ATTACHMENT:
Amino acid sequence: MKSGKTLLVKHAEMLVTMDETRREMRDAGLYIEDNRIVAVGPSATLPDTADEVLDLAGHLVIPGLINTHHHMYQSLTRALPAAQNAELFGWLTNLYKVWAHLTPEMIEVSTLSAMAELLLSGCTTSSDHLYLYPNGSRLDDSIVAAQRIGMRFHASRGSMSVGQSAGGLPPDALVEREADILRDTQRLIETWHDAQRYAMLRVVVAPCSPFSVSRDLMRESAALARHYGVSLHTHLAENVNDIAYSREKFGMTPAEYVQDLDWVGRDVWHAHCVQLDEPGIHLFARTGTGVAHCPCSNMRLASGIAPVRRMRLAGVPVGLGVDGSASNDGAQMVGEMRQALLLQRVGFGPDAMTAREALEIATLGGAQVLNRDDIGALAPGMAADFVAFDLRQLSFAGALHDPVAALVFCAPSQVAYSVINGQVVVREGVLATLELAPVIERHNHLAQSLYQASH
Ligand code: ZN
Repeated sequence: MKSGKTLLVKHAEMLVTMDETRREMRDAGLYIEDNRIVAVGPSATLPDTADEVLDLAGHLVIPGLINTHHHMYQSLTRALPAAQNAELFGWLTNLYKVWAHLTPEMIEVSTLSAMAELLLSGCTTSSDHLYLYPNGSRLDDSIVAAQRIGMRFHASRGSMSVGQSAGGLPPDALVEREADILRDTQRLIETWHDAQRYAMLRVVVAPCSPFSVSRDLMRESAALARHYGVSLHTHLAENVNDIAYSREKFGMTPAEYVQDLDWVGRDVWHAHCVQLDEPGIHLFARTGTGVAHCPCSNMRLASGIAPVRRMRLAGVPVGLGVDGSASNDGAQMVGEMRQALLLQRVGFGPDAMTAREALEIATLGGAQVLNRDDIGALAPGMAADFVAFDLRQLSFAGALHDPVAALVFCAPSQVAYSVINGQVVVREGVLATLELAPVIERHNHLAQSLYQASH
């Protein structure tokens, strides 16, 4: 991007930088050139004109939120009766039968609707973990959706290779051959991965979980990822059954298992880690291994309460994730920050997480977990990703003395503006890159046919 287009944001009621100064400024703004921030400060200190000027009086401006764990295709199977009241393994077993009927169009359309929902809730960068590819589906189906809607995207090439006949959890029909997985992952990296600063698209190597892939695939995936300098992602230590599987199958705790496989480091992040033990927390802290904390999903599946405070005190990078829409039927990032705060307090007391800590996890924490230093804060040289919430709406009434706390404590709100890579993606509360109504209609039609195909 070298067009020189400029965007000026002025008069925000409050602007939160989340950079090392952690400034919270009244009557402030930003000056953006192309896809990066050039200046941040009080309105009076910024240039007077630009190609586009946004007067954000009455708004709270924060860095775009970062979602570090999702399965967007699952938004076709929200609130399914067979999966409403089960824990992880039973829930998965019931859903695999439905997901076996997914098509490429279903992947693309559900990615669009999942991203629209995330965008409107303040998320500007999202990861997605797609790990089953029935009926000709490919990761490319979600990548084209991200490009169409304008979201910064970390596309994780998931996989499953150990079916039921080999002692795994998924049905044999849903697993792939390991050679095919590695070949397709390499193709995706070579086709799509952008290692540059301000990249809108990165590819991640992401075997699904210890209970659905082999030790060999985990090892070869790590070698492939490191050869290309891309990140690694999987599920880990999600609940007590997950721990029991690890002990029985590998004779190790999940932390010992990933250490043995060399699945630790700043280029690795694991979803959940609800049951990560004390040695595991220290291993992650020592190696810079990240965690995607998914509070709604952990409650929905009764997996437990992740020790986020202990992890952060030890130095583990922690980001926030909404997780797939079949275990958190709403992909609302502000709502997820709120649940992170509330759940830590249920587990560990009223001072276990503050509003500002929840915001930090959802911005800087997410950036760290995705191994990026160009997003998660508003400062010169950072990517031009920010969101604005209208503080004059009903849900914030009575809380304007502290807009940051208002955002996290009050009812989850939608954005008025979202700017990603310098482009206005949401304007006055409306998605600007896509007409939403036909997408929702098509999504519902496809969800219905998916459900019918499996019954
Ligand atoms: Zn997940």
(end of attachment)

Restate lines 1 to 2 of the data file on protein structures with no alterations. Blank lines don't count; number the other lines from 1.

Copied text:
Amino acid sequence: MKSGKTLLVKHAEMLVTMDETRREMRDAGLYIEDNRIVAVGPSATLPDTADEVLDLAGHLVIPGLINTHHHMYQSLTRALPAAQNAELFGWLTNLYKVWAHLTPEMIEVSTLSAMAELLLSGCTTSSDHLYLYPNGSRLDDSIVAAQRIGMRFHASRGSMSVGQSAGGLPPDALVEREADILRDTQRLIETWHDAQRYAMLRVVVAPCSPFSVSRDLMRESAALARHYGVSLHTHLAENVNDIAYSREKFGMTPAEYVQDLDWVGRDVWHAHCVQLDEPGIHLFARTGTGVAHCPCSNMRLASGIAPVRRMRLAGVPVGLGVDGSASNDGAQMVGEMRQALLLQRVGFGPDAMTAREALEIATLGGAQVLNRDDIGALAPGMAADFVAFDLRQLSFAGALHDPVAALVFCAPSQVAYSVINGQVVVREGVLATLELAPVIERHNHLAQSLYQASH
Ligand code: ZN